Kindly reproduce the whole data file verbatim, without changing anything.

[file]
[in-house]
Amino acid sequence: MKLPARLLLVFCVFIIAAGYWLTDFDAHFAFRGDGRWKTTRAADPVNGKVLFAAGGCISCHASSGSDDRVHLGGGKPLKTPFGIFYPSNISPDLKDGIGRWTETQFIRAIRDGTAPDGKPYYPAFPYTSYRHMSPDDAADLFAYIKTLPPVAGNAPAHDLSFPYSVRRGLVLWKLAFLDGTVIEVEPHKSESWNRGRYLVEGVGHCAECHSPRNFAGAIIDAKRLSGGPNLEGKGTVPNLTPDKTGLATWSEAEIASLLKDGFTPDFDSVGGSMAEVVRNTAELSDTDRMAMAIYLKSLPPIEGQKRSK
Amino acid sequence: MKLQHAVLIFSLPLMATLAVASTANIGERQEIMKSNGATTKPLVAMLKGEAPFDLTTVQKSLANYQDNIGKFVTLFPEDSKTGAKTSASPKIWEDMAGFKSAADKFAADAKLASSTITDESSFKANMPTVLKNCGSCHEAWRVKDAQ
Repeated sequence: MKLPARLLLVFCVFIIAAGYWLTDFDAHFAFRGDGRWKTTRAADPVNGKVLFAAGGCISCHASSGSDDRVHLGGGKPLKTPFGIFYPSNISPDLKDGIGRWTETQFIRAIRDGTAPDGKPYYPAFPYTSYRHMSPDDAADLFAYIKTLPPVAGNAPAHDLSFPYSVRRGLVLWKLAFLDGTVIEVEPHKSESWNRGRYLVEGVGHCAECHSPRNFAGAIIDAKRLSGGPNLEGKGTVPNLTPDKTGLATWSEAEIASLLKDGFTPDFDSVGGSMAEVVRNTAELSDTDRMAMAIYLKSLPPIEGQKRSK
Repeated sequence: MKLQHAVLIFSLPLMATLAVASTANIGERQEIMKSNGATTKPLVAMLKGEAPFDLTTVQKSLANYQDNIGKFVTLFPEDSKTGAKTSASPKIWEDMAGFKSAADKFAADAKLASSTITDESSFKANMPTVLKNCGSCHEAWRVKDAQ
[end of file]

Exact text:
[in-house]
Amino acid sequence: MKLPARLLLVFCVFIIAAGYWLTDFDAHFAFRGDGRWKTTRAADPVNGKVLFAAGGCISCHASSGSDDRVHLGGGKPLKTPFGIFYPSNISPDLKDGIGRWTETQFIRAIRDGTAPDGKPYYPAFPYTSYRHMSPDDAADLFAYIKTLPPVAGNAPAHDLSFPYSVRRGLVLWKLAFLDGTVIEVEPHKSESWNRGRYLVEGVGHCAECHSPRNFAGAIIDAKRLSGGPNLEGKGTVPNLTPDKTGLATWSEAEIASLLKDGFTPDFDSVGGSMAEVVRNTAELSDTDRMAMAIYLKSLPPIEGQKRSK
Amino acid sequence: MKLQHAVLIFSLPLMATLAVASTANIGERQEIMKSNGATTKPLVAMLKGEAPFDLTTVQKSLANYQDNIGKFVTLFPEDSKTGAKTSASPKIWEDMAGFKSAADKFAADAKLASSTITDESSFKANMPTVLKNCGSCHEAWRVKDAQ
Repeated sequence: MKLPARLLLVFCVFIIAAGYWLTDFDAHFAFRGDGRWKTTRAADPVNGKVLFAAGGCISCHASSGSDDRVHLGGGKPLKTPFGIFYPSNISPDLKDGIGRWTETQFIRAIRDGTAPDGKPYYPAFPYTSYRHMSPDDAADLFAYIKTLPPVAGNAPAHDLSFPYSVRRGLVLWKLAFLDGTVIEVEPHKSESWNRGRYLVEGVGHCAECHSPRNFAGAIIDAKRLSGGPNLEGKGTVPNLTPDKTGLATWSEAEIASLLKDGFTPDFDSVGGSMAEVVRNTAELSDTDRMAMAIYLKSLPPIEGQKRSK
Repeated sequence: MKLQHAVLIFSLPLMATLAVASTANIGERQEIMKSNGATTKPLVAMLKGEAPFDLTTVQKSLANYQDNIGKFVTLFPEDSKTGAKTSASPKIWEDMAGFKSAADKFAADAKLASSTITDESSFKANMPTVLKNCGSCHEAWRVKDAQ